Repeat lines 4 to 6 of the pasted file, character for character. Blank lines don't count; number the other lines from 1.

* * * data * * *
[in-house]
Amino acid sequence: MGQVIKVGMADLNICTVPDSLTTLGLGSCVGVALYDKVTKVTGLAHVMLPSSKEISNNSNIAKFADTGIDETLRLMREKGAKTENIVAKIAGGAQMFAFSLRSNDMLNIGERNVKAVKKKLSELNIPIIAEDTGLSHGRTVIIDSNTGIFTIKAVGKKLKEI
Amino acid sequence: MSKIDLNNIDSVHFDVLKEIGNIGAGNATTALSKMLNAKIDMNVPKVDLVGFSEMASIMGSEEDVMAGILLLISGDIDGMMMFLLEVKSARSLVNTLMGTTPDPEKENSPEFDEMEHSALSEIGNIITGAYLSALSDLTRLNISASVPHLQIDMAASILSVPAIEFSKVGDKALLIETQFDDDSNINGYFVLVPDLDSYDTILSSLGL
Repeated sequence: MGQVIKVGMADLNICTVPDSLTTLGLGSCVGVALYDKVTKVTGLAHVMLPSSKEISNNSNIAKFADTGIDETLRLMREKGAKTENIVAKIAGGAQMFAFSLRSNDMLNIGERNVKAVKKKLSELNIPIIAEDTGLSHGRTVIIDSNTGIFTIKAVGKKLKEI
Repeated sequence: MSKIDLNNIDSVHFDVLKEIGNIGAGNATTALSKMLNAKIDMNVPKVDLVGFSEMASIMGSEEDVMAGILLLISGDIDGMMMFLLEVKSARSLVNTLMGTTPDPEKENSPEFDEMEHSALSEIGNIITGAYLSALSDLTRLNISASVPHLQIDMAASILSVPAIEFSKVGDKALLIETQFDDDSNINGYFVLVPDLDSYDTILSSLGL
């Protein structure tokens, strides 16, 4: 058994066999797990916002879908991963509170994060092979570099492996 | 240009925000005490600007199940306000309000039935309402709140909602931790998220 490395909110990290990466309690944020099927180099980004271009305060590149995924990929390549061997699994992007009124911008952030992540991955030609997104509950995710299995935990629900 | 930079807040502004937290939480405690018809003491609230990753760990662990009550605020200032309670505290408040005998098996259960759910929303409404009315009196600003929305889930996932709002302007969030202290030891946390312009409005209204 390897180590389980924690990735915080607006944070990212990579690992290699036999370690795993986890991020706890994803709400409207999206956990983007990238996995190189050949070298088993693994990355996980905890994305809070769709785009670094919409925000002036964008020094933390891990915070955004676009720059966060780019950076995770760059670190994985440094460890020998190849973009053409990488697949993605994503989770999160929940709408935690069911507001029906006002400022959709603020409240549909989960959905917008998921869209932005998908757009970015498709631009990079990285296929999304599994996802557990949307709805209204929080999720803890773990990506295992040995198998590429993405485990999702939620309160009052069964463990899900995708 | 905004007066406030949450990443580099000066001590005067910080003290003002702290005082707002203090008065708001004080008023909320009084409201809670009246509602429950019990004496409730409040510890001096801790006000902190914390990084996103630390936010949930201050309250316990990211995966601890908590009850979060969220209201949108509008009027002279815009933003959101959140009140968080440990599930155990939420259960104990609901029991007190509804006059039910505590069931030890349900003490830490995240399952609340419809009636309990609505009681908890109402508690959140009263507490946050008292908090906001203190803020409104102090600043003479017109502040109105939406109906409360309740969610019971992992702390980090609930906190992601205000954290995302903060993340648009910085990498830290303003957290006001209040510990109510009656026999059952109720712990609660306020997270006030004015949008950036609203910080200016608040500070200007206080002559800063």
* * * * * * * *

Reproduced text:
Repeated sequence: MGQVIKVGMADLNICTVPDSLTTLGLGSCVGVALYDKVTKVTGLAHVMLPSSKEISNNSNIAKFADTGIDETLRLMREKGAKTENIVAKIAGGAQMFAFSLRSNDMLNIGERNVKAVKKKLSELNIPIIAEDTGLSHGRTVIIDSNTGIFTIKAVGKKLKEI
Repeated sequence: MSKIDLNNIDSVHFDVLKEIGNIGAGNATTALSKMLNAKIDMNVPKVDLVGFSEMASIMGSEEDVMAGILLLISGDIDGMMMFLLEVKSARSLVNTLMGTTPDPEKENSPEFDEMEHSALSEIGNIITGAYLSALSDLTRLNISASVPHLQIDMAASILSVPAIEFSKVGDKALLIETQFDDDSNINGYFVLVPDLDSYDTILSSLGL
């Protein structure tokens, strides 16, 4: 058994066999797990916002879908991963509170994060092979570099492996 | 240009925000005490600007199940306000309000039935309402709140909602931790998220 490395909110990290990466309690944020099927180099980004271009305060590149995924990929390549061997699994992007009124911008952030992540991955030609997104509950995710299995935990629900 | 930079807040502004937290939480405690018809003491609230990753760990662990009550605020200032309670505290408040005998098996259960759910929303409404009315009196600003929305889930996932709002302007969030202290030891946390312009409005209204 390897180590389980924690990735915080607006944070990212990579690992290699036999370690795993986890991020706890994803709400409207999206956990983007990238996995190189050949070298088993693994990355996980905890994305809070769709785009670094919409925000002036964008020094933390891990915070955004676009720059966060780019950076995770760059670190994985440094460890020998190849973009053409990488697949993605994503989770999160929940709408935690069911507001029906006002400022959709603020409240549909989960959905917008998921869209932005998908757009970015498709631009990079990285296929999304599994996802557990949307709805209204929080999720803890773990990506295992040995198998590429993405485990999702939620309160009052069964463990899900995708 | 905004007066406030949450990443580099000066001590005067910080003290003002702290005082707002203090008065708001004080008023909320009084409201809670009246509602429950019990004496409730409040510890001096801790006000902190914390990084996103630390936010949930201050309250316990990211995966601890908590009850979060969220209201949108509008009027002279815009933003959101959140009140968080440990599930155990939420259960104990609901029991007190509804006059039910505590069931030890349900003490830490995240399952609340419809009636309990609505009681908890109402508690959140009263507490946050008292908090906001203190803020409104102090600043003479017109502040109105939406109906409360309740969610019971992992702390980090609930906190992601205000954290995302903060993340648009910085990498830290303003957290006001209040510990109510009656026999059952109720712990609660306020997270006030004015949008950036609203910080200016608040500070200007206080002559800063």